The Patient-Focused Drug Development (PFDD) section of the Cures Act places an emphasis on the need for patient engagement in drug development and is composed of provisions designed to define and standardize the use of patient experience data in regulatory programs. Patient experience data are defined as “data collected by any person (including patients, family members, and caregivers of patients, patient advocacy organizations, disease research foundations, researchers, and drug manufacturers) that are intended to provide information about patients’ experiences with a disease or condition.” Historically, regulatory standards for patient experience data have centered on the use of patient-reported outcome (PRO) endpoint data in pivotal clinical trials. The content outlined in the FDA’s plan for PFDD suggests that the new guidance will address different methods to gather patient experience data (eg, patient stakeholder input, advisory boards, etc) that may be used across the cycle of drug development.
 
The topics for the several PFDD guidances outlined in the FDA’s plan describe patient experience data as they relate to burden of illness, burden of treatment, meaningful clinical outcomes assessments, and patient-acceptable benefit-risk ratios. The FDA plan targets the development of numerous guidance documents within the next 5 years to provide clarity on how to develop, collect, and communicate patient experience data (Table 1). The issuance of this PFDD plan suggests drug development will involve the systematic inclusion of patients’ perspectives and experiences across the drug development cycle as an integral part of the approval and development process, thus making it essential for manufacturers to include the patient perspective within clinical development. 

 

Table 1. Summary of Guidance and Timeline for Issuing PFDD Guidance Documents 
Guidance Guidance Description Workshop Draft Guidance Final Guidance
1 Focus on methods and approaches to “collect meaningful patient input throughout the drug development process, and methodological considerations for data collection, reporting, management, and analysis.” December 18, 2017 Draft guidance released in June 2018 Planned: Q1 2020
2 Aims to delineate methodological approaches to “collecting comprehensive and representative patient and caregiver input on burden of disease and current therapy.” October 15–16, 2018 Planned: Q2 2019 Planned: Q1 2021
3 Focus on approaches to identifying a “holistic set of impacts that are important to patients” with a specific disease. Planned: Q4 2019 Planned: Q2 2020 Planned: Q4 2021
4 Designed to define standards for the selection, design, and development of clinical outcome assessments and will “as appropriate, revise or supplement the 2009 Guidance to Industry on Patient-Reported Outcome Measures (2009).” Planned: Q2 2019 Planned: Q2 2020 Planned: Q2 2021
5 Provide stakeholders with information required to “develop and submit proposed draft guidance relating to patient experience data for consideration by FDA” on patient experience-related topics (eg, “planning and conduct of clinical trials to be more patient focused, enhancing patients’ ability to enroll and continue to sustain participation in clinical studies, and the quality of their experiences as participants in such studies”). N/A Planned: Q2 2018 Planned: Q4 2019
6 Outline how the FDA intends to respond to patient experience submissions, and time frames for response to submissions made for the drug development qualification program for COAs and PROs. N/A Planned: Q4 2019 Planned: Q4 2020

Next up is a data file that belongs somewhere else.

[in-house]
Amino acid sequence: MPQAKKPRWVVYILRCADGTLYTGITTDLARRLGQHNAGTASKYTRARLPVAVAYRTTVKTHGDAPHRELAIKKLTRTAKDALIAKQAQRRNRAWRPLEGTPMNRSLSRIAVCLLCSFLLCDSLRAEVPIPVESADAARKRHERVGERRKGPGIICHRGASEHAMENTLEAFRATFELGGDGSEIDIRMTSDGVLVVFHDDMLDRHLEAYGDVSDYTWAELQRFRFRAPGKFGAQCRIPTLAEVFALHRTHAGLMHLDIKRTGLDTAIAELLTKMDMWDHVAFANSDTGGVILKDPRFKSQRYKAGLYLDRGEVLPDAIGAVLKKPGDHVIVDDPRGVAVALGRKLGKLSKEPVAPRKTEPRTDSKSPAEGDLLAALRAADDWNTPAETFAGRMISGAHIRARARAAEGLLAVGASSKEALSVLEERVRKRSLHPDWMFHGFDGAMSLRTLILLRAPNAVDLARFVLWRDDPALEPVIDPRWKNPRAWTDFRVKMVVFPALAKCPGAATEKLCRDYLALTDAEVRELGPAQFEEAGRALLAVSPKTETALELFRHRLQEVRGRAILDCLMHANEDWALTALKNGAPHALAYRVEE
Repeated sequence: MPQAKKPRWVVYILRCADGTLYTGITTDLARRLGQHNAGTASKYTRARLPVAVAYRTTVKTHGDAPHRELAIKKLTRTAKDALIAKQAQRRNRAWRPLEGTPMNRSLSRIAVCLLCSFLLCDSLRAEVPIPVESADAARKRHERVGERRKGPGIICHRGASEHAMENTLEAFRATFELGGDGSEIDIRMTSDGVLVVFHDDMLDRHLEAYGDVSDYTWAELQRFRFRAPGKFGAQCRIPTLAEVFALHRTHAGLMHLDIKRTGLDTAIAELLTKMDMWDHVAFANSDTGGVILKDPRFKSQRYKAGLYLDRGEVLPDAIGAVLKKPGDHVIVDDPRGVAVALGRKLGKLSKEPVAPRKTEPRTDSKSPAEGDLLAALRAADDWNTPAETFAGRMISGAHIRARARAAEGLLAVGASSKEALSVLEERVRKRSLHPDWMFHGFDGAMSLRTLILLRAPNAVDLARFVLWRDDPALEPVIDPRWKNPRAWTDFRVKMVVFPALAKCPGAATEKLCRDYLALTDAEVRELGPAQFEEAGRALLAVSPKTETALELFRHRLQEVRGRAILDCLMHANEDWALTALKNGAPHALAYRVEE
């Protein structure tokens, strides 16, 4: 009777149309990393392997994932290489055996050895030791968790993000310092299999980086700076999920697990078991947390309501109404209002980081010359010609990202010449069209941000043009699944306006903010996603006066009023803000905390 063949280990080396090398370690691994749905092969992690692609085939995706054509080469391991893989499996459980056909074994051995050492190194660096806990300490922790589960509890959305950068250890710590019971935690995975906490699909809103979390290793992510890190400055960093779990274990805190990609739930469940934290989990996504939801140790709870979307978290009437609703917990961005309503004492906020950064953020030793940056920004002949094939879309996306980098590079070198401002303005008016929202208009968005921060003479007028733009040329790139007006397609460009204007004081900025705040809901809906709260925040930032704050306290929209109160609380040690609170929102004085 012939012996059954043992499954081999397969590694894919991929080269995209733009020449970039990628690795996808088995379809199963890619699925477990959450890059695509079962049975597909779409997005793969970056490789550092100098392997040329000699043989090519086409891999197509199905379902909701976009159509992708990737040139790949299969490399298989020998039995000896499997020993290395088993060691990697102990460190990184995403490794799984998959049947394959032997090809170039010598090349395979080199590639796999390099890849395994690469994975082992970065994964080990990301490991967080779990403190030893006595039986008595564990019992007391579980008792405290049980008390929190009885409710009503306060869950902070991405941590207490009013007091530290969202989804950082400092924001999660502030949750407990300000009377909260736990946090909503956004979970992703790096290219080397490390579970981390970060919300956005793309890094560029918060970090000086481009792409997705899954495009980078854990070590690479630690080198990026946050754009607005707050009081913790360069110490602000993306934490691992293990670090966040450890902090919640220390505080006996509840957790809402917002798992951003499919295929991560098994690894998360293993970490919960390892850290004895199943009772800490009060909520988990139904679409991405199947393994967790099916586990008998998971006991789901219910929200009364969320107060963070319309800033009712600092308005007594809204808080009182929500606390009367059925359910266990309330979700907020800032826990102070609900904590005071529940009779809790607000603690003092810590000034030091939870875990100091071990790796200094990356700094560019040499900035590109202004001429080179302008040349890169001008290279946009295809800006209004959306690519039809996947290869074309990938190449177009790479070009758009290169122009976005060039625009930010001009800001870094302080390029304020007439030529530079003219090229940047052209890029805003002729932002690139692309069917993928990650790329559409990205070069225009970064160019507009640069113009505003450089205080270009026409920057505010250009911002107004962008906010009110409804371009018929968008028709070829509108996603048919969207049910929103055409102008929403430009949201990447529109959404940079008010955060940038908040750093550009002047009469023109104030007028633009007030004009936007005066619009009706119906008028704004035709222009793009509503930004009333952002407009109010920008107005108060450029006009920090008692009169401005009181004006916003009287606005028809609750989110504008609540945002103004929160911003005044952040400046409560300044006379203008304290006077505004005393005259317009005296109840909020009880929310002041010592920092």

7 The final guidance is expected to define how the FDA intends to use “relevant patient experience data and related information, including with respect to the structured benefit-risk assessment framework” to “inform regulatory decision-making.” Planned: Q4 2019 Planned: Q4 2020 Planned: Q4 2021
Key: COA – clinical outcome assessment; FDA – Food and Drug Administration; PRO – patient-reported outcome. 
 
Patient-centered outcomes and their use in discerning the value of treatment have been explored in several emerging value-based frameworks, which attempt to evaluate drugs to aid in payer, patient, and physician decisions regarding treatment. In frameworks such as that developed by the American Society of Clinical Oncology, patient experience data may provide higher value to drugs that show meaningful improvements in domains such as symptom palliation or treatment-free intervals. Similarly, the Institute for Clinical and Economic Review (ICER) is a nonprofit organization that seeks “to try to provide a fair and objective analysis of evidence as the starting point for bringing all stakeholders—patients, doctors, drug makers, insurers, and others—together to seek better ways to help patients gain sustainable access to high-value care.” Patients are an essential element of ICER’s mission to help provide an independent source of analysis of evidence on effectiveness and value to improve the quality of care that patients receive.
 

Conclusion 

The Cures Act seats healthcare innovation at the head of the US national agenda. As previously mentioned, this key piece of legislation will have a vast number of implications for manufacturers, as it significantly impacts clinical research and drug development. Future health economic analyses may uncover the true effect of the Cures Act as RWE is incorporated into regulatory decision making. Despite the assistance from administrative hurdles that the Cures Act provides, manufacturers will have a responsibility to collaborate with regulatory entities to advance drug development. It would be prudent for manufacturers to develop a sound strategy to maximize and leverage these new legal and regulatory considerations, to ensure product success. To keep abreast of how the FDA is progressing with implementing the Cures Act initiatives, check here to monitor updates on specific deliverables tied to each initiative.

 

 

The article should be referenced as follows: 

Dobie C, Kang I, Ruban C, Duhig A. 21st Century Cures Act: Impact on US stakeholders. HTA Quarterly.  Spring 2019. May 16, 2019.